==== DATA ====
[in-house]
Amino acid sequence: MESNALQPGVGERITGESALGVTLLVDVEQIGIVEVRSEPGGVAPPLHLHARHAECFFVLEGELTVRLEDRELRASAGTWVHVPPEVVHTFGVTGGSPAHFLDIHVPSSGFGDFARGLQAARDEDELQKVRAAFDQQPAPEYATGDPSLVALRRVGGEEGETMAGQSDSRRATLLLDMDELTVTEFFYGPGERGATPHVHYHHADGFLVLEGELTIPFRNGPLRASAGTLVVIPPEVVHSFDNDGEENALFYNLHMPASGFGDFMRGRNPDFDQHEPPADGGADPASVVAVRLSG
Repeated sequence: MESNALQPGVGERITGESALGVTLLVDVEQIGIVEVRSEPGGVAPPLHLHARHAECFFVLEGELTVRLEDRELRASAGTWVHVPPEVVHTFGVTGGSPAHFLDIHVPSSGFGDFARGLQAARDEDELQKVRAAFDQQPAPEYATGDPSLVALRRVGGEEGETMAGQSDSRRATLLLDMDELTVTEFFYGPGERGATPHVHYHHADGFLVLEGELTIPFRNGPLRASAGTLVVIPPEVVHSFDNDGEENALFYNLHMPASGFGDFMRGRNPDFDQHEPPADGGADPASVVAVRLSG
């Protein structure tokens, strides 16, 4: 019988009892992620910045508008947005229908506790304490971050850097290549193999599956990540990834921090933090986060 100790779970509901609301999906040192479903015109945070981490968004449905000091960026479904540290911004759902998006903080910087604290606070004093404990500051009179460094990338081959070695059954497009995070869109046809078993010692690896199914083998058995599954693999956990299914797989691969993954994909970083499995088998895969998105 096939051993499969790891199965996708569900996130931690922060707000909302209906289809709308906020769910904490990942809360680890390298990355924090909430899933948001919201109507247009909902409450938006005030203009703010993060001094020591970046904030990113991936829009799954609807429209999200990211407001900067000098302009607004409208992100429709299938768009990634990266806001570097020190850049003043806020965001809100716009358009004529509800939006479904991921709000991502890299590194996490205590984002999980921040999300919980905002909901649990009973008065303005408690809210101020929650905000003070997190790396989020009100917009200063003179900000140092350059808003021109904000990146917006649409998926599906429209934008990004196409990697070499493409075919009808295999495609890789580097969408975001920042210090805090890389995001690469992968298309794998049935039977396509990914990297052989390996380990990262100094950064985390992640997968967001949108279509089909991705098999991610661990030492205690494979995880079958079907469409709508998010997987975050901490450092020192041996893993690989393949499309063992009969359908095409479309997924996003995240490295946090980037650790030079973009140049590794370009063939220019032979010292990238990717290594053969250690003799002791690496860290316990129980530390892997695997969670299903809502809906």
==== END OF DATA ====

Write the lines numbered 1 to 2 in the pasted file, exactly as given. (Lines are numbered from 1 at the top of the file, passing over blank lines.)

[in-house]
Amino acid sequence: MESNALQPGVGERITGESALGVTLLVDVEQIGIVEVRSEPGGVAPPLHLHARHAECFFVLEGELTVRLEDRELRASAGTWVHVPPEVVHTFGVTGGSPAHFLDIHVPSSGFGDFARGLQAARDEDELQKVRAAFDQQPAPEYATGDPSLVALRRVGGEEGETMAGQSDSRRATLLLDMDELTVTEFFYGPGERGATPHVHYHHADGFLVLEGELTIPFRNGPLRASAGTLVVIPPEVVHSFDNDGEENALFYNLHMPASGFGDFMRGRNPDFDQHEPPADGGADPASVVAVRLSG